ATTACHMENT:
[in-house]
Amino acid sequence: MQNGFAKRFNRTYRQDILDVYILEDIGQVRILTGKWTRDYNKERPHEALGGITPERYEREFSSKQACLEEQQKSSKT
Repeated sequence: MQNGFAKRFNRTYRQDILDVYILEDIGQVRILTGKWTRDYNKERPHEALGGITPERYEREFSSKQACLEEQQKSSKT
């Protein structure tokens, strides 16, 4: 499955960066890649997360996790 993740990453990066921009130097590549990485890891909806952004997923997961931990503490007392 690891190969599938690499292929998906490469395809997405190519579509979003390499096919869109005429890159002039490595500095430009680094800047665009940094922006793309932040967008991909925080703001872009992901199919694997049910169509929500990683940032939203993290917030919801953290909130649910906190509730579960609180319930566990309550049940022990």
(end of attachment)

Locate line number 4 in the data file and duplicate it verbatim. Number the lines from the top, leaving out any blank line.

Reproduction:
């Protein structure tokens, strides 16, 4: 499955960066890649997360996790 993740990453990066921009130097590549990485890891909806952004997923997961931990503490007392 690891190969599938690499292929998906490469395809997405190519579509979003390499096919869109005429890159002039490595500095430009680094800047665009940094922006793309932040967008991909925080703001872009992901199919694997049910169509929500990683940032939203993290917030919801953290909130649910906190509730579960609180319930566990309550049940022990």